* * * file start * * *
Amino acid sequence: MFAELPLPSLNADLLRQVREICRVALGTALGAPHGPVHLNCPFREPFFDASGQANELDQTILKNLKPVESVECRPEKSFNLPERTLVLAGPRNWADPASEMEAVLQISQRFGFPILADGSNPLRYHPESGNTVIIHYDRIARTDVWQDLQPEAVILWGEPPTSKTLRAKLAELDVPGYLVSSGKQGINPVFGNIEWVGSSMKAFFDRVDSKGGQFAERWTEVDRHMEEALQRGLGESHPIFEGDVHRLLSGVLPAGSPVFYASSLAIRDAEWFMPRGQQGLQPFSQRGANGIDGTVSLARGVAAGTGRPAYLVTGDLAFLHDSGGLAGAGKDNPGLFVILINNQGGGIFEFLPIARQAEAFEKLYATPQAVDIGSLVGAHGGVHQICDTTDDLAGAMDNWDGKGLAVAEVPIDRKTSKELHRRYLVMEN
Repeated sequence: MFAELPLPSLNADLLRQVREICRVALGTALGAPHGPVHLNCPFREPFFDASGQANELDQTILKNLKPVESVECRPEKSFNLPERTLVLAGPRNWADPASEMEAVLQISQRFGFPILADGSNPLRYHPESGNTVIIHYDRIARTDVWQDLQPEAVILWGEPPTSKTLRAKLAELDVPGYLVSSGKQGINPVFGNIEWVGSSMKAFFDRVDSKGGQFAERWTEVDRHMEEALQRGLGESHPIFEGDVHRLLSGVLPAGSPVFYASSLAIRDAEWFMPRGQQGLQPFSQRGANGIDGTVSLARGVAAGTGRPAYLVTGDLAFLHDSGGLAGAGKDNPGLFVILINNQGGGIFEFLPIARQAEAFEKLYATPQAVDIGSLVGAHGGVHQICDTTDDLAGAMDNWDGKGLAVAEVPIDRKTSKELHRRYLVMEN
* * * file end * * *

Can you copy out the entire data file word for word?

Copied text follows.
Amino acid sequence: MFAELPLPSLNADLLRQVREICRVALGTALGAPHGPVHLNCPFREPFFDASGQANELDQTILKNLKPVESVECRPEKSFNLPERTLVLAGPRNWADPASEMEAVLQISQRFGFPILADGSNPLRYHPESGNTVIIHYDRIARTDVWQDLQPEAVILWGEPPTSKTLRAKLAELDVPGYLVSSGKQGINPVFGNIEWVGSSMKAFFDRVDSKGGQFAERWTEVDRHMEEALQRGLGESHPIFEGDVHRLLSGVLPAGSPVFYASSLAIRDAEWFMPRGQQGLQPFSQRGANGIDGTVSLARGVAAGTGRPAYLVTGDLAFLHDSGGLAGAGKDNPGLFVILINNQGGGIFEFLPIARQAEAFEKLYATPQAVDIGSLVGAHGGVHQICDTTDDLAGAMDNWDGKGLAVAEVPIDRKTSKELHRRYLVMEN
Repeated sequence: MFAELPLPSLNADLLRQVREICRVALGTALGAPHGPVHLNCPFREPFFDASGQANELDQTILKNLKPVESVECRPEKSFNLPERTLVLAGPRNWADPASEMEAVLQISQRFGFPILADGSNPLRYHPESGNTVIIHYDRIARTDVWQDLQPEAVILWGEPPTSKTLRAKLAELDVPGYLVSSGKQGINPVFGNIEWVGSSMKAFFDRVDSKGGQFAERWTEVDRHMEEALQRGLGESHPIFEGDVHRLLSGVLPAGSPVFYASSLAIRDAEWFMPRGQQGLQPFSQRGANGIDGTVSLARGVAAGTGRPAYLVTGDLAFLHDSGGLAGAGKDNPGLFVILINNQGGGIFEFLPIARQAEAFEKLYATPQAVDIGSLVGAHGGVHQICDTTDDLAGAMDNWDGKGLAVAEVPIDRKTSKELHRRYLVMEN